Year in Industry with EA Piling in Uganda and Kenya

Engineering Design student Joe McFarlane has just returned from his Year in Industry in Uganda and Kenya. As well as having a significant impact on the company’s processes and submitting a range of successful tenders, he spent six months project managing a landing bay project. Joe was the youngest and most senior person on site, managing a team of 50 people. The company have already asked him back when he graduates.

Here’s Joe’s experience: 

I spent my Year in Industry working for East African Piling in Uganda and Kenya. The company specialises in a variety of piling solutions for private and public infrastructure markets across East Africa.

At first I was mainly working on design and costing proposals for upcoming projects. Services offered include rotary bored piling, continuous flight auger piling, sheet piling, soil nailing, soil anchors and pile load and integrity testing. Through the year I contributed towards 11 bids, 4 of which the company won.

After this stint working on tenders, I moved on to become the Project Manager of a new marine slipway on the coast of Kenya. The slipway extends 74m into the Indian Ocean and was constructed using a sheet pile cofferdam. At the deepest end of the cofferdam, the maximum retained depth of water was 6 m. The completed structure is 105 m long and 6.5 m wide.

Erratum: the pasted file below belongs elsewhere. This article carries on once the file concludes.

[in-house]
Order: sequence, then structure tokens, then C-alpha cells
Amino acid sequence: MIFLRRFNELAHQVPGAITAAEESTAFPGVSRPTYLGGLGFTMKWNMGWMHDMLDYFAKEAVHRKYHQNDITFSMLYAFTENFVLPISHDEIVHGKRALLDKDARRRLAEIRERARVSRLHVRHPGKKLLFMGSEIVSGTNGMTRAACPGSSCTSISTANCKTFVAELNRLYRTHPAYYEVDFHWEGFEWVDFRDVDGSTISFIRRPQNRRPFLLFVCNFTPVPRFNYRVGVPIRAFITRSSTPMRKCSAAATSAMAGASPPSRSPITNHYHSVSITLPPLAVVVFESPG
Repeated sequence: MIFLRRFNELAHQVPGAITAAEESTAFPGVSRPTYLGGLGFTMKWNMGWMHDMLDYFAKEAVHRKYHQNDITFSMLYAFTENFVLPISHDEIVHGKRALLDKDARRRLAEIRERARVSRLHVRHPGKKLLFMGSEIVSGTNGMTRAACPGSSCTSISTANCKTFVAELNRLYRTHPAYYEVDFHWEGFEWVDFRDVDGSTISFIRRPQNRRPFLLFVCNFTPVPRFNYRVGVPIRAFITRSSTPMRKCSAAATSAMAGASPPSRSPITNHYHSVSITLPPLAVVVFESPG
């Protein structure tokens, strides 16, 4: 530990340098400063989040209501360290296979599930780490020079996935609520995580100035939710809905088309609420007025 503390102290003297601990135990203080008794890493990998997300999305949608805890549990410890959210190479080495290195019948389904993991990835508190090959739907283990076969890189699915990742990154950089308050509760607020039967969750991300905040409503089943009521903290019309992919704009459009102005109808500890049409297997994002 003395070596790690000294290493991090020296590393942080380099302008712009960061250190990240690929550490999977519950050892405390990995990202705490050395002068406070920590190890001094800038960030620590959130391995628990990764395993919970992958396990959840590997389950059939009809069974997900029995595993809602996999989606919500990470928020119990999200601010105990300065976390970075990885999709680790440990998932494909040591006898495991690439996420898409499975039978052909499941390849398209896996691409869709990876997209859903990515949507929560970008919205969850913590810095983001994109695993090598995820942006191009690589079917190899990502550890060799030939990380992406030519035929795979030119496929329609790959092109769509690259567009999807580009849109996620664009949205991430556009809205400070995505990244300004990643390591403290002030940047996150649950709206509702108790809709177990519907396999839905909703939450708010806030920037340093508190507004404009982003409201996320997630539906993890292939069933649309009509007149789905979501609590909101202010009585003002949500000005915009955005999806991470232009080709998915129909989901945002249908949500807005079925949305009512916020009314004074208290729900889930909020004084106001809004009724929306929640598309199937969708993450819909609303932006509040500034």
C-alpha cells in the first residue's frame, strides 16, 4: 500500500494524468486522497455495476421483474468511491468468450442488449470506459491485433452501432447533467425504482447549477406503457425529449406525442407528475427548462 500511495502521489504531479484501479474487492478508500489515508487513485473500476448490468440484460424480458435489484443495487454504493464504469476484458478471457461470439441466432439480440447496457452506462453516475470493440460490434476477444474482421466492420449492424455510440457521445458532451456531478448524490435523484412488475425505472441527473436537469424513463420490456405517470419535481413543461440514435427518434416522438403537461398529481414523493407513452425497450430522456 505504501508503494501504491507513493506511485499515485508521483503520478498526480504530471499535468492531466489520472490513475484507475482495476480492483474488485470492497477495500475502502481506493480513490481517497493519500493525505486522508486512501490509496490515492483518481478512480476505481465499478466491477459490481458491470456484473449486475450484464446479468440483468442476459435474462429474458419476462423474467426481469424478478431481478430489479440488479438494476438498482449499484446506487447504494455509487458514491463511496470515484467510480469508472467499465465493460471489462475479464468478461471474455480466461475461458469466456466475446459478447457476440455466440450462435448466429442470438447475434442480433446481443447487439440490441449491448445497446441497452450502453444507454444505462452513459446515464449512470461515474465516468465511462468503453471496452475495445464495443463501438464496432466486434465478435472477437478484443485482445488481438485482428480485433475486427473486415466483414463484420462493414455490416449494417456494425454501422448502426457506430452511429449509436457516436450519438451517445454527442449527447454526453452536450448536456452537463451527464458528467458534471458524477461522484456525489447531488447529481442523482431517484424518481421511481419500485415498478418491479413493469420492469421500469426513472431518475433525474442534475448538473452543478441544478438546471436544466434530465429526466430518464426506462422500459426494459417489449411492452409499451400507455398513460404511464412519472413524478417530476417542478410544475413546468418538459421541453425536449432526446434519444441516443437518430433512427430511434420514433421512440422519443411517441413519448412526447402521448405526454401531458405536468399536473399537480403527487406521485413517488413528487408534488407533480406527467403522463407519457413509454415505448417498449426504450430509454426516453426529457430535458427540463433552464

We built the cofferdam using a 75 m long barge as a platform. A crane-slung vibrating hammer was used to drive the sheet piles into the seabed to the required depth. Once the cofferdam had been built, the water was pumped out using two 4-inch submersible pumps to create a dry working space. The existing seabed was excavated to a 10% gradient and back-filled with hard-core material. After this, precast concrete slabs, haunches and underlying geotextile material were placed into position from the end of the slipway up to the junction with the existing road. The final step of construction was to flood the cofferdam and cut the sheet piles at a gradient to be flush with the slipway’s haunches.

    

Despite having to overcome significant challenges over the course of the project, it was a major achievement to produce a quality product which meets all client requirements, within the specified budget and two weeks ahead of schedule.

I thoroughly enjoyed my Year in Industry, having learned an incredible amount about the design, management and implementation of engineering projects. I would recommend it to anyone studying Engineering. With the placement proving to be such a success, I look forward to working with the company again in the future.